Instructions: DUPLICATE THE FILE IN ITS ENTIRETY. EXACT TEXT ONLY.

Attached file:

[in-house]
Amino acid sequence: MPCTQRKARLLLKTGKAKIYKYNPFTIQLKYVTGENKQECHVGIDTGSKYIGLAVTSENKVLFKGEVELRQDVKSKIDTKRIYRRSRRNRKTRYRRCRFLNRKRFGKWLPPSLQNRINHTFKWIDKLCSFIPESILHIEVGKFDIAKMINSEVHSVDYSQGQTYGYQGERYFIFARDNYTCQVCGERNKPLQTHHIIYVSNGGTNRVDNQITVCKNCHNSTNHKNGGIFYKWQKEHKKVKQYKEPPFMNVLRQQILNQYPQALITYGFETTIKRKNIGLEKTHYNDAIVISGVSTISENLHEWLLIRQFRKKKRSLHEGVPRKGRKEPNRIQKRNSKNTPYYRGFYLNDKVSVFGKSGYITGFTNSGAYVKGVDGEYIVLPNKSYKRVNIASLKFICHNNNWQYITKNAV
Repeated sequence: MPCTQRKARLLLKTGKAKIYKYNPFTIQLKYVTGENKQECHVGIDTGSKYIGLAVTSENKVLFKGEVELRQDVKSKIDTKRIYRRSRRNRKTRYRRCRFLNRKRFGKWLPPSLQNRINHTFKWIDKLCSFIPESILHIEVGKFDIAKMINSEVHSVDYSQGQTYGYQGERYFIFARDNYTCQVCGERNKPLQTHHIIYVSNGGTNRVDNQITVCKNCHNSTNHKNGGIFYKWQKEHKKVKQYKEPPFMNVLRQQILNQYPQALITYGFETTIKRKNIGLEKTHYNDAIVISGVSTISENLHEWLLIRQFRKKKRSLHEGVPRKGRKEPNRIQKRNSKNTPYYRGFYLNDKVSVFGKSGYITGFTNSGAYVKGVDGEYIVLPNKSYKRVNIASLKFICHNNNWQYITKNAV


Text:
[in-house]
Amino acid sequence: MPCTQRKARLLLKTGKAKIYKYNPFTIQLKYVTGENKQECHVGIDTGSKYIGLAVTSENKVLFKGEVELRQDVKSKIDTKRIYRRSRRNRKTRYRRCRFLNRKRFGKWLPPSLQNRINHTFKWIDKLCSFIPESILHIEVGKFDIAKMINSEVHSVDYSQGQTYGYQGERYFIFARDNYTCQVCGERNKPLQTHHIIYVSNGGTNRVDNQITVCKNCHNSTNHKNGGIFYKWQKEHKKVKQYKEPPFMNVLRQQILNQYPQALITYGFETTIKRKNIGLEKTHYNDAIVISGVSTISENLHEWLLIRQFRKKKRSLHEGVPRKGRKEPNRIQKRNSKNTPYYRGFYLNDKVSVFGKSGYITGFTNSGAYVKGVDGEYIVLPNKSYKRVNIASLKFICHNNNWQYITKNAV
Repeated sequence: MPCTQRKARLLLKTGKAKIYKYNPFTIQLKYVTGENKQECHVGIDTGSKYIGLAVTSENKVLFKGEVELRQDVKSKIDTKRIYRRSRRNRKTRYRRCRFLNRKRFGKWLPPSLQNRINHTFKWIDKLCSFIPESILHIEVGKFDIAKMINSEVHSVDYSQGQTYGYQGERYFIFARDNYTCQVCGERNKPLQTHHIIYVSNGGTNRVDNQITVCKNCHNSTNHKNGGIFYKWQKEHKKVKQYKEPPFMNVLRQQILNQYPQALITYGFETTIKRKNIGLEKTHYNDAIVISGVSTISENLHEWLLIRQFRKKKRSLHEGVPRKGRKEPNRIQKRNSKNTPYYRGFYLNDKVSVFGKSGYITGFTNSGAYVKGVDGEYIVLPNKSYKRVNIASLKFICHNNNWQYITKNAV